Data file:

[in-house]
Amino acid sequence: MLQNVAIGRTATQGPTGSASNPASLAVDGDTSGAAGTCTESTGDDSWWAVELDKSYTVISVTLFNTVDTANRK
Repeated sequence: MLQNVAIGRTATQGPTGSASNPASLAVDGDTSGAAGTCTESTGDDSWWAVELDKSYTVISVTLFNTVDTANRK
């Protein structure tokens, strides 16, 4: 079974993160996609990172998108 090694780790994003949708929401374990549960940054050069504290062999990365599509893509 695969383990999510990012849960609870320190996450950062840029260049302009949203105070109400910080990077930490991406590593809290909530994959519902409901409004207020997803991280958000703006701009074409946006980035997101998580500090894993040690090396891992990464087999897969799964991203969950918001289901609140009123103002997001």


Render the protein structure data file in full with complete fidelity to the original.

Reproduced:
[in-house]
Amino acid sequence: MLQNVAIGRTATQGPTGSASNPASLAVDGDTSGAAGTCTESTGDDSWWAVELDKSYTVISVTLFNTVDTANRK
Repeated sequence: MLQNVAIGRTATQGPTGSASNPASLAVDGDTSGAAGTCTESTGDDSWWAVELDKSYTVISVTLFNTVDTANRK
């Protein structure tokens, strides 16, 4: 079974993160996609990172998108 090694780790994003949708929401374990549960940054050069504290062999990365599509893509 695969383990999510990012849960609870320190996450950062840029260049302009949203105070109400910080990077930490991406590593809290909530994959519902409901409004207020997803991280958000703006701009074409946006980035997101998580500090894993040690090396891992990464087999897969799964991203969950918001289901609140009123103002997001």